Column: This is our religion. This is Carolina basketball.
Editor-in-chief Jane Wester
In 2007, long-graduated DTH columnist Ian Williams wrote that “Every religion must have its Devil, and ours are Blue.”
Well, of course they are. And the way we hate Duke tells a story: we hate the flopping, the elitism. It’s a low blow to focus on just one ex-student, but we definitely hate Richard Spencer. As Tar Heels, we’re supposed to be everything Duke fans are not.
We don’t flop, and by that we mean we try to tell the truth and we try to be brave. We try to fight for justice. We try to show the best of what public education can be.
We certainly don’t always live up to everything we say we’re proud of, but we have something — somebody — to remind us to try and do better. He’s been gone for two years now and he hasn’t coached in two decades, but Dean Smith’s legacy still shows us who we ought to be.
In my house growing up, Dean Smith was a figure of near religious reverence; the guy you want to raise your kids to be just like. Point to the passer. Stand up against what's established. When you’re in a position to do good in the world, do it.
Anyway, on Saturday night, the Tar Heels beat those devils in the Dean Dome. My friends and I got lucky in the lottery, and after waiting in line for just 11 hours, we landed in the second row right behind the basket. Thirty feet from Joel and Justin; thirty feet from — cue the screaming, though I think I simply froze in shock — Michael Jordan.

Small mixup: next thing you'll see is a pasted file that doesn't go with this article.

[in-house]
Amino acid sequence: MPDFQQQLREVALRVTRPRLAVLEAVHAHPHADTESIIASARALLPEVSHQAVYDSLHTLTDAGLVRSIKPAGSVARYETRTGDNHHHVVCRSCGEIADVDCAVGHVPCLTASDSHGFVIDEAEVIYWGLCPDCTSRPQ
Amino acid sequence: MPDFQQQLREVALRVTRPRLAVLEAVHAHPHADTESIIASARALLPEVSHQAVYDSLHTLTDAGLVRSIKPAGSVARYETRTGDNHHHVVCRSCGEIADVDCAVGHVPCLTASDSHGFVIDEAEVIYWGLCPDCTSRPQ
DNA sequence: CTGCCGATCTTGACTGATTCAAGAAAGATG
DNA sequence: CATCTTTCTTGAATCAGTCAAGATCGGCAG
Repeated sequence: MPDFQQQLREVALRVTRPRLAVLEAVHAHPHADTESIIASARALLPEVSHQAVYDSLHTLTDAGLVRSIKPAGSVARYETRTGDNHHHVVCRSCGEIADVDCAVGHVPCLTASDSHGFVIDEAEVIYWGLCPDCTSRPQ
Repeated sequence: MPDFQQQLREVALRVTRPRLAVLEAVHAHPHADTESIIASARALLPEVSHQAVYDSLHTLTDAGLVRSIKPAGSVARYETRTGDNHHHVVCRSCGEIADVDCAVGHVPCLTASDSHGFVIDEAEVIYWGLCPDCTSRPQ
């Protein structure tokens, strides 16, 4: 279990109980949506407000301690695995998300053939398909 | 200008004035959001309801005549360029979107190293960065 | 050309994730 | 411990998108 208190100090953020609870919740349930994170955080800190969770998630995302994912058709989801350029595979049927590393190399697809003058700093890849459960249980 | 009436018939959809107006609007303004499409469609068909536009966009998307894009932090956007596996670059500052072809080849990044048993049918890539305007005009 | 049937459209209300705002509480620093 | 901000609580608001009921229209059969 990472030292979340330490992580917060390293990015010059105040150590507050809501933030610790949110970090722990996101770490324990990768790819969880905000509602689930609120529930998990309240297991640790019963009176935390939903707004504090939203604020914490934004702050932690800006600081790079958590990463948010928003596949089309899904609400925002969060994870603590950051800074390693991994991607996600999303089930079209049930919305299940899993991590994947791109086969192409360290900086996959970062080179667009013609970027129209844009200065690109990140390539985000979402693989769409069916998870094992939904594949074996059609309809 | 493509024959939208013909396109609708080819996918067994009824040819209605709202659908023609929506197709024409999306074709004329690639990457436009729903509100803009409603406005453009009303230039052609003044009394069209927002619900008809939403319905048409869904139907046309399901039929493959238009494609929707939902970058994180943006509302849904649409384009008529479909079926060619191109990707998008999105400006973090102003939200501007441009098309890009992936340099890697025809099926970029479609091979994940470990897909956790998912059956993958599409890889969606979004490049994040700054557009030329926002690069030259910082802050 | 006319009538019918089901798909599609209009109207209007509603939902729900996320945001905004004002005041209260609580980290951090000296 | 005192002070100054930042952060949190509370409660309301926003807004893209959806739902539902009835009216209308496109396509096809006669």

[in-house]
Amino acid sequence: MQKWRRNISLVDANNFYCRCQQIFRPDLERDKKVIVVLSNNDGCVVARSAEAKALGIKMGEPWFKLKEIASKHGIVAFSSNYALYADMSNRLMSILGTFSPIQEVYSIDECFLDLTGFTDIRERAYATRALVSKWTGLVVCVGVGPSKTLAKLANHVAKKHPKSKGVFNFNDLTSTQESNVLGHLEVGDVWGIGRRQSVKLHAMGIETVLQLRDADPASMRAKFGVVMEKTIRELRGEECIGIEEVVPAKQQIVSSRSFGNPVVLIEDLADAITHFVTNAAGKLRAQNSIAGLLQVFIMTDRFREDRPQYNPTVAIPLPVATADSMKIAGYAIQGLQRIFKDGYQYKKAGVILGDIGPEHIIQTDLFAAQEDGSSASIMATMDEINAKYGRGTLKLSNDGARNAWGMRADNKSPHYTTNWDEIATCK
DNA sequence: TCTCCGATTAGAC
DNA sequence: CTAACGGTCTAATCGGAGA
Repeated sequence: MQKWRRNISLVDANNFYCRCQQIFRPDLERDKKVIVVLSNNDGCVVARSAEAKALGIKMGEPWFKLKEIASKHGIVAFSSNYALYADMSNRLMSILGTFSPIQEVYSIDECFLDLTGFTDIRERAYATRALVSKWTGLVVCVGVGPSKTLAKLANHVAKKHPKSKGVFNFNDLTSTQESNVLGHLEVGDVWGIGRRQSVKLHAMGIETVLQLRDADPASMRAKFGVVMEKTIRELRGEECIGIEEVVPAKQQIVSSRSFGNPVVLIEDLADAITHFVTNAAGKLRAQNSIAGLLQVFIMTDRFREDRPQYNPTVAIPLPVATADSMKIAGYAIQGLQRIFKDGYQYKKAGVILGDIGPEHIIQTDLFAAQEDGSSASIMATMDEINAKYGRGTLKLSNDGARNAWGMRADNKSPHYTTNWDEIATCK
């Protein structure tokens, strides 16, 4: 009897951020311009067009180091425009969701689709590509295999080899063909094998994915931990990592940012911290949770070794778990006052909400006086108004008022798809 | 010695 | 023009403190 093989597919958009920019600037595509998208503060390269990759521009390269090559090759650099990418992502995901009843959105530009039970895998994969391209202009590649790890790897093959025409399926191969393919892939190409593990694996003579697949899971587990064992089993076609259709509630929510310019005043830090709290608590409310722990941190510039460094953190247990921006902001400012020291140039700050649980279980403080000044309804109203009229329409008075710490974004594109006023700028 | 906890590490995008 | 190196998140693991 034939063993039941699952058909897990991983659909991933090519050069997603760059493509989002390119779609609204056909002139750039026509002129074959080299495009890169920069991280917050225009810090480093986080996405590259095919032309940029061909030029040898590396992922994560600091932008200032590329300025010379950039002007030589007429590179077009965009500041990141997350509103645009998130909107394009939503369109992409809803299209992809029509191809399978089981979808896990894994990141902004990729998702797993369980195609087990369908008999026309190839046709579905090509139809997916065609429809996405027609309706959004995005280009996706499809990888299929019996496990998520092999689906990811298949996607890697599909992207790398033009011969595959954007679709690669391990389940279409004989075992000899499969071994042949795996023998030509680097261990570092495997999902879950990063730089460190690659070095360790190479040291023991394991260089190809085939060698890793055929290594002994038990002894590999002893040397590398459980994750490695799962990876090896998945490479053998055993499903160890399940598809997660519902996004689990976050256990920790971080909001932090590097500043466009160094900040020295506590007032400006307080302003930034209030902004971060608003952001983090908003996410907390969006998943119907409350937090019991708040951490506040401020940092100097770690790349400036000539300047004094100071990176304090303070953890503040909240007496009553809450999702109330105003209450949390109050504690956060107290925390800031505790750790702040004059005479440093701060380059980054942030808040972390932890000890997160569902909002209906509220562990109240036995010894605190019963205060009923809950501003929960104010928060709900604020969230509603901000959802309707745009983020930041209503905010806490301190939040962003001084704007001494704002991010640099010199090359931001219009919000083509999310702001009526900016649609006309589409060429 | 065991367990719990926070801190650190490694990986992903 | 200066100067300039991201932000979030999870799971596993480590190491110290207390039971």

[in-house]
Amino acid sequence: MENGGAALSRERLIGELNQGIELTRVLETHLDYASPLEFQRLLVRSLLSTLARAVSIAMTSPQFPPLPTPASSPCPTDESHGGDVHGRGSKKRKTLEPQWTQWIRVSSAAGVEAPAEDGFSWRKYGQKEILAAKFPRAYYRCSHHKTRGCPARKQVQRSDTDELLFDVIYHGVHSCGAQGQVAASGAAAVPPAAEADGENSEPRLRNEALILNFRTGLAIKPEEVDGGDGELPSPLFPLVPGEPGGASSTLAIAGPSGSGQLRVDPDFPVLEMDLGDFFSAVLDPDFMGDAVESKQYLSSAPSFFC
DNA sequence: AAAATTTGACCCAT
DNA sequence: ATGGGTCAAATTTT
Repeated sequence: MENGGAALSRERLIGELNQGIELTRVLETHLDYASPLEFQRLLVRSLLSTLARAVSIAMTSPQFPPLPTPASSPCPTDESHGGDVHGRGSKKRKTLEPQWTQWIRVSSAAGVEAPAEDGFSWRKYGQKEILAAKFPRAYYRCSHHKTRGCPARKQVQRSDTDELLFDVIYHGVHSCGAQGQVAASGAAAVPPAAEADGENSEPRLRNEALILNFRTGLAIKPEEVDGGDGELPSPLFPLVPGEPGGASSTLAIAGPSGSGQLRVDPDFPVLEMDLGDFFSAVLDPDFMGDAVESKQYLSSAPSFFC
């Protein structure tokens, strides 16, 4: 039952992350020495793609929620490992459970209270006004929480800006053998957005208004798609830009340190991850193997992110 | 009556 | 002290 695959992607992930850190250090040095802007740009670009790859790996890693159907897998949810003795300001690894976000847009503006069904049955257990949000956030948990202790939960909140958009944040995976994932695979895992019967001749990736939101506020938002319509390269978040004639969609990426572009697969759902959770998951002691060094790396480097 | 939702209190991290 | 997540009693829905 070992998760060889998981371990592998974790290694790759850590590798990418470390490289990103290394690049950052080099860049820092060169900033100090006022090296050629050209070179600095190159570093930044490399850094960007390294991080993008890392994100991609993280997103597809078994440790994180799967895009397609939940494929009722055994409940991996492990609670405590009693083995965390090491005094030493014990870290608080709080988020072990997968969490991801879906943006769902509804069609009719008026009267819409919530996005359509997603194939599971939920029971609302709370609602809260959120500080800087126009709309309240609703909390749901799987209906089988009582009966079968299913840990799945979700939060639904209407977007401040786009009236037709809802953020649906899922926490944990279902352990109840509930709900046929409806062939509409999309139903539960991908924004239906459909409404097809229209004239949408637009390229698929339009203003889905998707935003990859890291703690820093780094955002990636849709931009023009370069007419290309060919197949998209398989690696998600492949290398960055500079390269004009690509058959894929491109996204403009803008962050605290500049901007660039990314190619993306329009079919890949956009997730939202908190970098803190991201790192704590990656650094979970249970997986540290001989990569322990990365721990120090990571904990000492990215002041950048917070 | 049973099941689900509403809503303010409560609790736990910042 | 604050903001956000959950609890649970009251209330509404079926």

Forty-five seconds left and it could still go either way. Don’t even think about running to Franklin Street until you’re sure. With near religious devotion, follow the Woody Durham rule: “Go where you go and do what you do.”
We weren’t going anywhere. Not when this is our last night under the light blue rafters, our last time linking arms for the alma mater. Go to hell Duke, indeed.
Ten seconds left. Grayson and his pals can’t come back now. Now it’s time to scream and hug and watch Roy cut down the net and stay for the senior speeches, because we’re leaving soon, too.
Nate Britt said he’d never felt like he had so many people in his corner as he did right then. For maybe the last time that night, the crowd went wild.
And just like that, it’s over. We’ll never see another game in the student section. Most of us are going into journalism, so we won’t be able to afford seats like this again for decades, if ever — and if we hit some jackpot, it sure won’t be the same.
Honestly, I’m OK with that. Going to every game isn't nearly as important as trying to make Dean Smith proud.
UNC fans, UNC basketball and UNC as an institution are all imperfect, but the parables and ideals passed down through the legacy of Dean and Roy, Phil and Antawn, Tyler and Marcus keep us fighting for something better.
We really have found our religion.
Thanks for reading.
Read more in Opinion,
Share on social media?